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Microsoft celebrates Internet Explorer's 15th birthday

Microsoft's web browser, Internet Explorer, today celebrates its fifteenth birthday as the Redmond-based giant prepares to unveil the next version, Internet Explorer 9.

The web browser, the world's most used (but arguably most hated) according to recent NetApplications figures, was born on the 16th of August, 1995 when version 1.0 was made available to the public. The first version of IE was based off Spyglass's Mosaic application -- which Microsoft originally licensed but was eventually used to form the code basis for future versions of IE.

It wasn't until version 3.0, released on August 13, 1996 that Microsoft first began bundling the web browser into Windows, making it the default web browser and exponentially growing the browsers market share, pushing out market leader Netscape Navigator.

Since the debut of Mozilla Firefox in 2004, it's been a tough old slog for IE, which is now facing an increasingly competitive browser field with competitors such as Google Chrome, Opera and newer editions of Firefox, that has left the browser facing a slowly eroding market share.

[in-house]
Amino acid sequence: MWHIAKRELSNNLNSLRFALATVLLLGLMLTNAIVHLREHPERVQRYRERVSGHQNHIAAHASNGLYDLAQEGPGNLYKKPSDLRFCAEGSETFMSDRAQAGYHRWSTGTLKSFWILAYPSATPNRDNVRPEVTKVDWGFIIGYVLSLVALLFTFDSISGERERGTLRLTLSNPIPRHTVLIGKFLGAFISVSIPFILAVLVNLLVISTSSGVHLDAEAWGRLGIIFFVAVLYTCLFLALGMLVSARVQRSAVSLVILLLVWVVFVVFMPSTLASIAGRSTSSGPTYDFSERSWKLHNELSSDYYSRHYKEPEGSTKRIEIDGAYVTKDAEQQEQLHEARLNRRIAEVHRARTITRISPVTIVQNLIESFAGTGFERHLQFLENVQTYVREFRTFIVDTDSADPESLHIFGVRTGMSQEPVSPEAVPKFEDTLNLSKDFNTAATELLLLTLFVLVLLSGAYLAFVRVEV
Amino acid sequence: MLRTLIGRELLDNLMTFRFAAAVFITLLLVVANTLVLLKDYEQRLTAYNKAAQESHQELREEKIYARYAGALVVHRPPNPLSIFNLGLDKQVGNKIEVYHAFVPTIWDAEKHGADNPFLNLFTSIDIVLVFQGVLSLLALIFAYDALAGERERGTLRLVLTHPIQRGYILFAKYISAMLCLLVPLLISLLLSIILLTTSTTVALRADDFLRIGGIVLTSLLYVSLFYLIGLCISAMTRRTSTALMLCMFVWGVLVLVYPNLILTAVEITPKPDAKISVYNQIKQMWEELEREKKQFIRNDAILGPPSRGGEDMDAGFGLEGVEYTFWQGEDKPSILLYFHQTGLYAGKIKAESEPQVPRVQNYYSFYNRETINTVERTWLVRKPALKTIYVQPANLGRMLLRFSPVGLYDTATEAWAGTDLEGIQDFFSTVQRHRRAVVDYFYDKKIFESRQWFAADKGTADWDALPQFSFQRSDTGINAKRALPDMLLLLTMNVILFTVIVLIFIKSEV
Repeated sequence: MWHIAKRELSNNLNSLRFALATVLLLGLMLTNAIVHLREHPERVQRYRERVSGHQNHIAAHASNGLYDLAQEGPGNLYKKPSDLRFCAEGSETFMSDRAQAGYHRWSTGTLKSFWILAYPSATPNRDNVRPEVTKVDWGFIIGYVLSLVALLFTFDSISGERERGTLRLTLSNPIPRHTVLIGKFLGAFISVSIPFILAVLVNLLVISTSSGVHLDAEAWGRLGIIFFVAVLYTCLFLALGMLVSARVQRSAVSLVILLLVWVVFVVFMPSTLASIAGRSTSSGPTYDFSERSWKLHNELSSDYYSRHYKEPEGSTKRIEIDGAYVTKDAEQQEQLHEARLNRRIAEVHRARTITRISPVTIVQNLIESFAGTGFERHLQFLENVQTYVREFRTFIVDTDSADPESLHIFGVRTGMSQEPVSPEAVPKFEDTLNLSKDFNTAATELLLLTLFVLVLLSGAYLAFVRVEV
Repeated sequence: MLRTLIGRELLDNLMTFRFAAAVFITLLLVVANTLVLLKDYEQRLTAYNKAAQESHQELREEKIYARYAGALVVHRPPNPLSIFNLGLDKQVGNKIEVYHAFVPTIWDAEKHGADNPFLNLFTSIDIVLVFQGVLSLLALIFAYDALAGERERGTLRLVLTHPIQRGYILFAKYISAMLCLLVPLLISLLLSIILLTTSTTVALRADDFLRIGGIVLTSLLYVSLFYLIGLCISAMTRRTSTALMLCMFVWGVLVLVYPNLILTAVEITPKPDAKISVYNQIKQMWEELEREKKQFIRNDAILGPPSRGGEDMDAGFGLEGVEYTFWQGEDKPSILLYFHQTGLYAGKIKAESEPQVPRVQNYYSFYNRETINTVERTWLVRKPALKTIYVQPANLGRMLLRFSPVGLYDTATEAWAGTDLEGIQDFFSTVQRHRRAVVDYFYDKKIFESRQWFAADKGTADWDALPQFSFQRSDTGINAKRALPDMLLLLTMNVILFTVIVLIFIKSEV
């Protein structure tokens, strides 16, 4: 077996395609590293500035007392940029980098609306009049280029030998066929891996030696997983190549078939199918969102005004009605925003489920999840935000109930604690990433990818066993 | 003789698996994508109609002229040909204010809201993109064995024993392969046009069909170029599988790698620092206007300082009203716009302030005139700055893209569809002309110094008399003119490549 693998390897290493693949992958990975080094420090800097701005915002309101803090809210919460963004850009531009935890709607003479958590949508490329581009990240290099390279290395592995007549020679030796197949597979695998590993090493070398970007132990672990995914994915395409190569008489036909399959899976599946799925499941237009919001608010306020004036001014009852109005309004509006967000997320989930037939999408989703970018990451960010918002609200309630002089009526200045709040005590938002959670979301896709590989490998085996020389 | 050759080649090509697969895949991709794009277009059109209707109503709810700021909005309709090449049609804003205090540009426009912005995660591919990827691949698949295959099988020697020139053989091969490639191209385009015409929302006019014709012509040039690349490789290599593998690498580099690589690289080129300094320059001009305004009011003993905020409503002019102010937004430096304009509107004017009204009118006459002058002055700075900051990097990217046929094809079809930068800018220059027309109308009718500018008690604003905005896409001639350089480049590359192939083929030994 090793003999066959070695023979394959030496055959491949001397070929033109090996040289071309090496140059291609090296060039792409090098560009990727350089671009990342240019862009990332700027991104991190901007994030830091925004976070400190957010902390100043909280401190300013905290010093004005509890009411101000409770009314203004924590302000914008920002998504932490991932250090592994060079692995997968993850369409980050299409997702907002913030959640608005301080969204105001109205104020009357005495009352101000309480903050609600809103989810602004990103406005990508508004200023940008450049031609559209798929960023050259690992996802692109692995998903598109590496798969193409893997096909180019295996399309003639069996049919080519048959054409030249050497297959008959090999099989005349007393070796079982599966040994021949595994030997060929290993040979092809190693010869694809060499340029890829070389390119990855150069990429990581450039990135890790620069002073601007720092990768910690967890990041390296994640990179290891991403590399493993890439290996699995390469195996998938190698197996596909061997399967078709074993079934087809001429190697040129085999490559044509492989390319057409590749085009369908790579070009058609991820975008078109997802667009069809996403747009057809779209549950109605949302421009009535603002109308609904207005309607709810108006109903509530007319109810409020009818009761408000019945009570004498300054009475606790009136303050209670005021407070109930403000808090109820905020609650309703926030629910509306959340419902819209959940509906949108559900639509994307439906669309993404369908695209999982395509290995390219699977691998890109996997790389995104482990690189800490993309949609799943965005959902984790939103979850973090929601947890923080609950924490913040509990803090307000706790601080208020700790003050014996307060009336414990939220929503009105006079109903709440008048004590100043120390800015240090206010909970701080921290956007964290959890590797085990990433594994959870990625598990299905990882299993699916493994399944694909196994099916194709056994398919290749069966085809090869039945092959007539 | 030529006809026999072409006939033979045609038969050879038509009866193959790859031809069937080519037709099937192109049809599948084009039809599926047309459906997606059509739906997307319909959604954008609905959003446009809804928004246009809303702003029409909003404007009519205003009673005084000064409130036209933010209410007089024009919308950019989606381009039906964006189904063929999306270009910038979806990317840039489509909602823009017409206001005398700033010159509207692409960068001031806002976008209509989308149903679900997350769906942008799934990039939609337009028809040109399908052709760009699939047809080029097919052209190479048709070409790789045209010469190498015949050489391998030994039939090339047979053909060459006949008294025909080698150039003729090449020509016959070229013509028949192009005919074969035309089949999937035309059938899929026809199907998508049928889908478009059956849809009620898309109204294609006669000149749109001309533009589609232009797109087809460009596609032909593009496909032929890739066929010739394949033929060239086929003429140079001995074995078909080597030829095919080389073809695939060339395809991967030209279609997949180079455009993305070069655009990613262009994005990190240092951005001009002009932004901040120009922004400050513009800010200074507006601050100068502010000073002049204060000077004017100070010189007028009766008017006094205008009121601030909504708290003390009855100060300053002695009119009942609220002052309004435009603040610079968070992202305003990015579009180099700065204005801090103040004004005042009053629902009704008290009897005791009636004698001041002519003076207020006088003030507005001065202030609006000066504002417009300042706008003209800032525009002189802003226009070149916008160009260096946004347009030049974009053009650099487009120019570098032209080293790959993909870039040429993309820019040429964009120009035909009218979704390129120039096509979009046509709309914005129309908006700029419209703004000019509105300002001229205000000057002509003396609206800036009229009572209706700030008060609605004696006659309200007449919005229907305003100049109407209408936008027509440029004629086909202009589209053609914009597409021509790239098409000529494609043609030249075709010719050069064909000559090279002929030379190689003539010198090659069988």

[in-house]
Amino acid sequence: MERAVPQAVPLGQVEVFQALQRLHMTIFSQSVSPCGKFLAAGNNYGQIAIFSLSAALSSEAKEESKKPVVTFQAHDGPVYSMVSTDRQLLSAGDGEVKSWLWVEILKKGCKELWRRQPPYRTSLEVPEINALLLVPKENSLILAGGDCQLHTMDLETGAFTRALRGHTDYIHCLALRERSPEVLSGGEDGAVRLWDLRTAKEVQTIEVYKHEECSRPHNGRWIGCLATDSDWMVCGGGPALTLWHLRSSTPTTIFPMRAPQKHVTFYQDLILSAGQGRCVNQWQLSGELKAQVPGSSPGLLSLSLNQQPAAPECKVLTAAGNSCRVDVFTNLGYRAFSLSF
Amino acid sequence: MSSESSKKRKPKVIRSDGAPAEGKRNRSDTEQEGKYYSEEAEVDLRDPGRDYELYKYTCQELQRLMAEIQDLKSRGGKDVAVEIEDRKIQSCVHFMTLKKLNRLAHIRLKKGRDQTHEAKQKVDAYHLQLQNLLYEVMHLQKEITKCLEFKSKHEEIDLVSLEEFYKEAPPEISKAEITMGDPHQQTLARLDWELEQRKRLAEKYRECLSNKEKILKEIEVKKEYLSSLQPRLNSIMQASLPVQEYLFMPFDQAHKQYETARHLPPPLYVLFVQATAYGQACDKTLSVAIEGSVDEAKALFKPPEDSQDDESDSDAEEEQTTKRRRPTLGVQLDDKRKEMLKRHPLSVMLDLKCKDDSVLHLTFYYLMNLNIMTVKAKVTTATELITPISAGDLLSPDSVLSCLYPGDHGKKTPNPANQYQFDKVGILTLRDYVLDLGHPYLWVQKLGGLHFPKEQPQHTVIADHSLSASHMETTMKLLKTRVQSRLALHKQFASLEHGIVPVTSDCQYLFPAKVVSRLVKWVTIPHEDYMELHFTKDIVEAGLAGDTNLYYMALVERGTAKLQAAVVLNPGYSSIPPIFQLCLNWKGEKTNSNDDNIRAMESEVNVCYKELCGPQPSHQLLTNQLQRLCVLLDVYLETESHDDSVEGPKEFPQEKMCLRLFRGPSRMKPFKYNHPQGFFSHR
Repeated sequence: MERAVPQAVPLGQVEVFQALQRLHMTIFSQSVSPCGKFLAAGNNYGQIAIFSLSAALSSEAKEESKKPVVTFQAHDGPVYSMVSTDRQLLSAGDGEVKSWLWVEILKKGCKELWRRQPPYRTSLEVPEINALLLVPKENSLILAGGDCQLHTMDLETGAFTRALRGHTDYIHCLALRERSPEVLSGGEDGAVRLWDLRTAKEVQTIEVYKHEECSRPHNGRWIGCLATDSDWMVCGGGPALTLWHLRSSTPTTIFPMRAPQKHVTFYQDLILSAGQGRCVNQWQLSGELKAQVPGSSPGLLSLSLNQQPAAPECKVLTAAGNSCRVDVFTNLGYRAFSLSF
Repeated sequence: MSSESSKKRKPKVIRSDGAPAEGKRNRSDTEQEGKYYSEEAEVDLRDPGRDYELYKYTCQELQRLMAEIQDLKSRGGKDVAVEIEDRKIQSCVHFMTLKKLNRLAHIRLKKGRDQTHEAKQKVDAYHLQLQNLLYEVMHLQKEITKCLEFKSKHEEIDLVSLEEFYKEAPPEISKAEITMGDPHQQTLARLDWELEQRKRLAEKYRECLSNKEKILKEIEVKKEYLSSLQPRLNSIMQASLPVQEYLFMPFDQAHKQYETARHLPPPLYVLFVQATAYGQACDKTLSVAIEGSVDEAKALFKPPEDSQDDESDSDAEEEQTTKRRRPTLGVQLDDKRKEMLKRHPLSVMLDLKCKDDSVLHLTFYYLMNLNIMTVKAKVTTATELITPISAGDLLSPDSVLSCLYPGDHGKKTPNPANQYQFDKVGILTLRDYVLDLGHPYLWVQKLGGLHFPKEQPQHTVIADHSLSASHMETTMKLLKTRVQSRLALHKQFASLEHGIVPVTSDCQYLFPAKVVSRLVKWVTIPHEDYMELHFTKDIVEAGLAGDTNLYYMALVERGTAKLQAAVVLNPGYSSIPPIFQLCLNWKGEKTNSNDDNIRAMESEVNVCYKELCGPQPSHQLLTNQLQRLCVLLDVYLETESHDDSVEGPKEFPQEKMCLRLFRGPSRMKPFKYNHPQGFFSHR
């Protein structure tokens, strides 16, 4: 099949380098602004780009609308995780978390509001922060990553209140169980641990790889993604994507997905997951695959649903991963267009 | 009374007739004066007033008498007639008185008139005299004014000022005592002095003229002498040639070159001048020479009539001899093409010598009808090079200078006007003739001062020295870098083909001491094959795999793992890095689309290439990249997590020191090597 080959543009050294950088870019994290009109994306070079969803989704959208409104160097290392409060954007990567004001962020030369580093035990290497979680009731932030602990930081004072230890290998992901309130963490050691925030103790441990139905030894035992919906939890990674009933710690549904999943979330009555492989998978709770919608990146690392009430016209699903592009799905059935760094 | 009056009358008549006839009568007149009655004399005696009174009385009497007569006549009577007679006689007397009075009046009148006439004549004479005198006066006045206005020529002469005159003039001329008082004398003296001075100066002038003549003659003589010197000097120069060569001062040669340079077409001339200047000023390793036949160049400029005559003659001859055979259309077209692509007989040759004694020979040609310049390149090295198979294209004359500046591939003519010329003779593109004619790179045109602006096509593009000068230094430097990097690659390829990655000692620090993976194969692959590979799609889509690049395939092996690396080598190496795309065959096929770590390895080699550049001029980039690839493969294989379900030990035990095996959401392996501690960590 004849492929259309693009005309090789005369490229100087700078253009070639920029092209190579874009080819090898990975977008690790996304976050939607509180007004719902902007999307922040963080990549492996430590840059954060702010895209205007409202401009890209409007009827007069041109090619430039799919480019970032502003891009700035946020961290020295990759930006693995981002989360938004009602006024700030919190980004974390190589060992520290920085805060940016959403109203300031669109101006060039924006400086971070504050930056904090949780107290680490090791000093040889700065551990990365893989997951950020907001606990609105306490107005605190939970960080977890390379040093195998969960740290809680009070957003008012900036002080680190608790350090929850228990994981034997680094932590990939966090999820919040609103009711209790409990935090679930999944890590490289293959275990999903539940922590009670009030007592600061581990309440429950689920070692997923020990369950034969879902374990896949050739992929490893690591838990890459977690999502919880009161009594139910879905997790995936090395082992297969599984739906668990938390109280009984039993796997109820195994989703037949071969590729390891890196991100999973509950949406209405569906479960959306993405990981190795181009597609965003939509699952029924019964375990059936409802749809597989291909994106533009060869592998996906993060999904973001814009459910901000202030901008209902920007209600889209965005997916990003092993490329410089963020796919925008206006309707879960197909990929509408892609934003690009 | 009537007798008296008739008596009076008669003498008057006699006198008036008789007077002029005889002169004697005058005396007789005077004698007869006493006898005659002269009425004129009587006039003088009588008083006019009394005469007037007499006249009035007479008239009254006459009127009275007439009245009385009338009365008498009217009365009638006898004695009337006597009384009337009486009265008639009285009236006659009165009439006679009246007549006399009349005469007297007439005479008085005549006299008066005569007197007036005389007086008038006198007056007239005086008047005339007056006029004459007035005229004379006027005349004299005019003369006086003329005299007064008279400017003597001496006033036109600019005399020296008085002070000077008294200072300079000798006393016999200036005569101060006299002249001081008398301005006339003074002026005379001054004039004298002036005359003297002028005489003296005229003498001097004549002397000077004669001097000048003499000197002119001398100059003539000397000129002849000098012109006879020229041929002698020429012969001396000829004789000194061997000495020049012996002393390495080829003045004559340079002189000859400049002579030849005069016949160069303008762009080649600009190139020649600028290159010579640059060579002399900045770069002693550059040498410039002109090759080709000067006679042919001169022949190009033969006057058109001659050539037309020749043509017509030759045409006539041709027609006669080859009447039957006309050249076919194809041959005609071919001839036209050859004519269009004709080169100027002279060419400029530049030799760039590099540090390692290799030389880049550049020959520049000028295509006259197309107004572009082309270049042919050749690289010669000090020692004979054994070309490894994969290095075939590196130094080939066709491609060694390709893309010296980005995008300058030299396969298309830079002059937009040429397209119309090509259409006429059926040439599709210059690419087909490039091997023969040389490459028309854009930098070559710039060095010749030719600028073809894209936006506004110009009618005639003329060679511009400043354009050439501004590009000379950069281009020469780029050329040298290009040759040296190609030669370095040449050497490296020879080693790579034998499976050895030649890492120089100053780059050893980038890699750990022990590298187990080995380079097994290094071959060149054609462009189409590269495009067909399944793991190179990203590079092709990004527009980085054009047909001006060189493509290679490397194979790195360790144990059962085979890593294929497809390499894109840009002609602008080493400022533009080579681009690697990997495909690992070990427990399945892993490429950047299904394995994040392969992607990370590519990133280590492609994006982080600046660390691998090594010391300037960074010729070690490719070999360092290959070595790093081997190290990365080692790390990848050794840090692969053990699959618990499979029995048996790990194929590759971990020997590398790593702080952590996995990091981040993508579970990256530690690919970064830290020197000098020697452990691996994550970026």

And just last year Microsoft was also faced with a European Union decision to force the company to stop making IE the default Windows web browser in Europe last year, with the company now showing users a "browser ballot" when they turn on newly purchased Windows computers for the first time.

The future is looking better for IE however, with version 9 of the browser widely expected to be released later this year with a possible beta as soon as September 15. IE 9 is expected to better conform to web industry standards such as CSS, and will reportedly feature a user interface similar to that of Google Chrome alongside for the first time a downloads manager.

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